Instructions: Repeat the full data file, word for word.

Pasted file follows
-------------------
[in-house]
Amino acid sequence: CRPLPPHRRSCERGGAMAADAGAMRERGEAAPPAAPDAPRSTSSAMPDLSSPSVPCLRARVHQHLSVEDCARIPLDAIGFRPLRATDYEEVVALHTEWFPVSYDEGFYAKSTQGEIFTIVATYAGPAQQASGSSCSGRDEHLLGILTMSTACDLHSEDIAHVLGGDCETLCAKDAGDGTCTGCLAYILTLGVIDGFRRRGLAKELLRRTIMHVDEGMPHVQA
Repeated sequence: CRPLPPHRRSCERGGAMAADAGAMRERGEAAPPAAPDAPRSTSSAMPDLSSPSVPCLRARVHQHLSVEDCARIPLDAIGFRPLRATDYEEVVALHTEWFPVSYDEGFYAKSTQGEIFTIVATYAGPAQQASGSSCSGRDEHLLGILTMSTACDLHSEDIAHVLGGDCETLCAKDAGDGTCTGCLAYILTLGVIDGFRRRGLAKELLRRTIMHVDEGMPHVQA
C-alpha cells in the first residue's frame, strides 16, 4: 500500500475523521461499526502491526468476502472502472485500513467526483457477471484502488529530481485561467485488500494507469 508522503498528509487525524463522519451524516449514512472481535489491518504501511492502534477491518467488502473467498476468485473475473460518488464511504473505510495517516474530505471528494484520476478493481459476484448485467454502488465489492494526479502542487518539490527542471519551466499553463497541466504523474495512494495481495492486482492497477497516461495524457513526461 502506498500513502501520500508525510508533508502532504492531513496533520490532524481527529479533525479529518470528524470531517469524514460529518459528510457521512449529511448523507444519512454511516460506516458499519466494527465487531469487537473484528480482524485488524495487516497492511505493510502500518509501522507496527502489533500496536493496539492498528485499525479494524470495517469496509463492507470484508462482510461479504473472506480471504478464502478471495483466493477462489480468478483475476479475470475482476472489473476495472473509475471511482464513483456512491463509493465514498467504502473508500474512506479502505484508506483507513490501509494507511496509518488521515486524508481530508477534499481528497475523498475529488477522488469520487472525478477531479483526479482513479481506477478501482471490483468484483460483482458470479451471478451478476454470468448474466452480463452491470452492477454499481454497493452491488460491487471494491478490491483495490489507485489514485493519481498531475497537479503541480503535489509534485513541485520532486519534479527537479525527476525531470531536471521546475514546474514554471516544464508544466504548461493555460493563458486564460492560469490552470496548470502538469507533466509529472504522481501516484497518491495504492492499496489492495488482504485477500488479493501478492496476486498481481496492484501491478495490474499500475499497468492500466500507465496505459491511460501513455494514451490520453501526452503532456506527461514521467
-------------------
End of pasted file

[in-house]
Amino acid sequence: CRPLPPHRRSCERGGAMAADAGAMRERGEAAPPAAPDAPRSTSSAMPDLSSPSVPCLRARVHQHLSVEDCARIPLDAIGFRPLRATDYEEVVALHTEWFPVSYDEGFYAKSTQGEIFTIVATYAGPAQQASGSSCSGRDEHLLGILTMSTACDLHSEDIAHVLGGDCETLCAKDAGDGTCTGCLAYILTLGVIDGFRRRGLAKELLRRTIMHVDEGMPHVQA
Repeated sequence: CRPLPPHRRSCERGGAMAADAGAMRERGEAAPPAAPDAPRSTSSAMPDLSSPSVPCLRARVHQHLSVEDCARIPLDAIGFRPLRATDYEEVVALHTEWFPVSYDEGFYAKSTQGEIFTIVATYAGPAQQASGSSCSGRDEHLLGILTMSTACDLHSEDIAHVLGGDCETLCAKDAGDGTCTGCLAYILTLGVIDGFRRRGLAKELLRRTIMHVDEGMPHVQA
C-alpha cells in the first residue's frame, strides 16, 4: 500500500475523521461499526502491526468476502472502472485500513467526483457477471484502488529530481485561467485488500494507469 508522503498528509487525524463522519451524516449514512472481535489491518504501511492502534477491518467488502473467498476468485473475473460518488464511504473505510495517516474530505471528494484520476478493481459476484448485467454502488465489492494526479502542487518539490527542471519551466499553463497541466504523474495512494495481495492486482492497477497516461495524457513526461 502506498500513502501520500508525510508533508502532504492531513496533520490532524481527529479533525479529518470528524470531517469524514460529518459528510457521512449529511448523507444519512454511516460506516458499519466494527465487531469487537473484528480482524485488524495487516497492511505493510502500518509501522507496527502489533500496536493496539492498528485499525479494524470495517469496509463492507470484508462482510461479504473472506480471504478464502478471495483466493477462489480468478483475476479475470475482476472489473476495472473509475471511482464513483456512491463509493465514498467504502473508500474512506479502505484508506483507513490501509494507511496509518488521515486524508481530508477534499481528497475523498475529488477522488469520487472525478477531479483526479482513479481506477478501482471490483468484483460483482458470479451471478451478476454470468448474466452480463452491470452492477454499481454497493452491488460491487471494491478490491483495490489507485489514485493519481498531475497537479503541480503535489509534485513541485520532486519534479527537479525527476525531470531536471521546475514546474514554471516544464508544466504548461493555460493563458486564460492560469490552470496548470502538469507533466509529472504522481501516484497518491495504492492499496489492495488482504485477500488479493501478492496476486498481481496492484501491478495490474499500475499497468492500466500507465496505459491511460501513455494514451490520453501526452503532456506527461514521467